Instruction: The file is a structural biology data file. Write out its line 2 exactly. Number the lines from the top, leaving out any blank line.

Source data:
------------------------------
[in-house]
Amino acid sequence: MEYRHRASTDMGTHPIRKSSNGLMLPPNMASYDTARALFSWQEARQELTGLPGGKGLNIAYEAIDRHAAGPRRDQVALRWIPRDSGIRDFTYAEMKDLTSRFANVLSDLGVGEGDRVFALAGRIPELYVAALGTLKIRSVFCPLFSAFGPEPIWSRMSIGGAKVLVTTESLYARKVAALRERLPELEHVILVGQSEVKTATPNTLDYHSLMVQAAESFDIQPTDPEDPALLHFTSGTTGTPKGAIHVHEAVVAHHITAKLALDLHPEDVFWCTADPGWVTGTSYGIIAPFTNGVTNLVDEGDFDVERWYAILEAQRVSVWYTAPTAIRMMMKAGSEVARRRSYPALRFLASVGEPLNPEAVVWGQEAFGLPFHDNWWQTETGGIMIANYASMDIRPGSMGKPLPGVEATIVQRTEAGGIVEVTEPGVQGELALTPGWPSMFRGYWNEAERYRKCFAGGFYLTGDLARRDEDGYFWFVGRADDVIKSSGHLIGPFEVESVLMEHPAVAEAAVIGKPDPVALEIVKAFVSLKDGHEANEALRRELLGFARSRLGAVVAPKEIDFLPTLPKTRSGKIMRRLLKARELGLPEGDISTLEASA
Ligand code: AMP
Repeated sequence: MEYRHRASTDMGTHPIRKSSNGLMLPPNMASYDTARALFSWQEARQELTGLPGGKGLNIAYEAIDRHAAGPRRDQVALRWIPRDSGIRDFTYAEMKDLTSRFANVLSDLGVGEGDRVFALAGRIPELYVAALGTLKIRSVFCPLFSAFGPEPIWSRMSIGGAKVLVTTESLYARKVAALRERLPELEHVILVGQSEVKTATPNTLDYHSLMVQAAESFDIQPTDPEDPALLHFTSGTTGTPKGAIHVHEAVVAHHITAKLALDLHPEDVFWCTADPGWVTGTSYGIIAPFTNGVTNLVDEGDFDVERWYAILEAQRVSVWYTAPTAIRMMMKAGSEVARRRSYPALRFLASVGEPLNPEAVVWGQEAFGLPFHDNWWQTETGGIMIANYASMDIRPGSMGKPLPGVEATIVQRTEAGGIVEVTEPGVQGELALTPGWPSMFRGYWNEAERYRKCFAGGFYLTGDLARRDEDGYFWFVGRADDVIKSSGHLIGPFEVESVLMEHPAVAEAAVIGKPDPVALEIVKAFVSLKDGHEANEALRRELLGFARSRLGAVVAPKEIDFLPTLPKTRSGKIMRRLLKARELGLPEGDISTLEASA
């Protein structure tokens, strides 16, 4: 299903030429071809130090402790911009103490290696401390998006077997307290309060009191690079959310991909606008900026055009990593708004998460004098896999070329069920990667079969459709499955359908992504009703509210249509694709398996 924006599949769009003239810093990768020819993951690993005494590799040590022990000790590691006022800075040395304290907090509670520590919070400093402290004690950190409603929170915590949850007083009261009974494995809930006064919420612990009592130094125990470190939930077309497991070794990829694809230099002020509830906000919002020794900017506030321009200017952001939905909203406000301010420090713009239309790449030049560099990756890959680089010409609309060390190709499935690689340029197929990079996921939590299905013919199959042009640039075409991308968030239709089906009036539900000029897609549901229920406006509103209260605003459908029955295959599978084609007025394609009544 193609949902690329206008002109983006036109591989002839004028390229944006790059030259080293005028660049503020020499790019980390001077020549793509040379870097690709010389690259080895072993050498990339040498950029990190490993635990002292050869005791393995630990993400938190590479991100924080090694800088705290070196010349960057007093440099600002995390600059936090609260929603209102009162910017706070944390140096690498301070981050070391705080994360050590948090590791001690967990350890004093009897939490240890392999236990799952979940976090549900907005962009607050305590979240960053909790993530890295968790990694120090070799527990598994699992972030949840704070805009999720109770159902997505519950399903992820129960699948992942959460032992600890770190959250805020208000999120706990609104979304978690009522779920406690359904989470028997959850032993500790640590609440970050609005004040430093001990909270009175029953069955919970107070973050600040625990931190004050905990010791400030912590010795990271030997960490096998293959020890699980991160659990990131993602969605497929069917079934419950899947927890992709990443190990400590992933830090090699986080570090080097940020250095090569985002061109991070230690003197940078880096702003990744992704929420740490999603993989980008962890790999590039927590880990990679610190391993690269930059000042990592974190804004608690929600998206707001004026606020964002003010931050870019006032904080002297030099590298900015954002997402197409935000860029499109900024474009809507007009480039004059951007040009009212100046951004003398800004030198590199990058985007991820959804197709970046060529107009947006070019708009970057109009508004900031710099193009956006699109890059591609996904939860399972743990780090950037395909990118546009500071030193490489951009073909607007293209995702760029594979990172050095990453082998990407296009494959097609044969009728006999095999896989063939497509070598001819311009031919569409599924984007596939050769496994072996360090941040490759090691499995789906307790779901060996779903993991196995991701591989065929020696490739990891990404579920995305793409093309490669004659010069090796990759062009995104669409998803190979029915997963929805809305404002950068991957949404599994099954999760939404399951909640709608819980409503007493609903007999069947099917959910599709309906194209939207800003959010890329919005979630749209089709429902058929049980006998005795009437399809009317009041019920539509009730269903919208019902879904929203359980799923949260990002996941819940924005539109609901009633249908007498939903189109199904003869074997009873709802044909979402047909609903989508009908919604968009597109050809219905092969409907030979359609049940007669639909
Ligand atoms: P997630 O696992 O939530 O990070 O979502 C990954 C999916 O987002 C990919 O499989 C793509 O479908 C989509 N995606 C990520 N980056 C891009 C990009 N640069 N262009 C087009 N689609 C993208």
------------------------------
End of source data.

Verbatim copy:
Amino acid sequence: MEYRHRASTDMGTHPIRKSSNGLMLPPNMASYDTARALFSWQEARQELTGLPGGKGLNIAYEAIDRHAAGPRRDQVALRWIPRDSGIRDFTYAEMKDLTSRFANVLSDLGVGEGDRVFALAGRIPELYVAALGTLKIRSVFCPLFSAFGPEPIWSRMSIGGAKVLVTTESLYARKVAALRERLPELEHVILVGQSEVKTATPNTLDYHSLMVQAAESFDIQPTDPEDPALLHFTSGTTGTPKGAIHVHEAVVAHHITAKLALDLHPEDVFWCTADPGWVTGTSYGIIAPFTNGVTNLVDEGDFDVERWYAILEAQRVSVWYTAPTAIRMMMKAGSEVARRRSYPALRFLASVGEPLNPEAVVWGQEAFGLPFHDNWWQTETGGIMIANYASMDIRPGSMGKPLPGVEATIVQRTEAGGIVEVTEPGVQGELALTPGWPSMFRGYWNEAERYRKCFAGGFYLTGDLARRDEDGYFWFVGRADDVIKSSGHLIGPFEVESVLMEHPAVAEAAVIGKPDPVALEIVKAFVSLKDGHEANEALRRELLGFARSRLGAVVAPKEIDFLPTLPKTRSGKIMRRLLKARELGLPEGDISTLEASA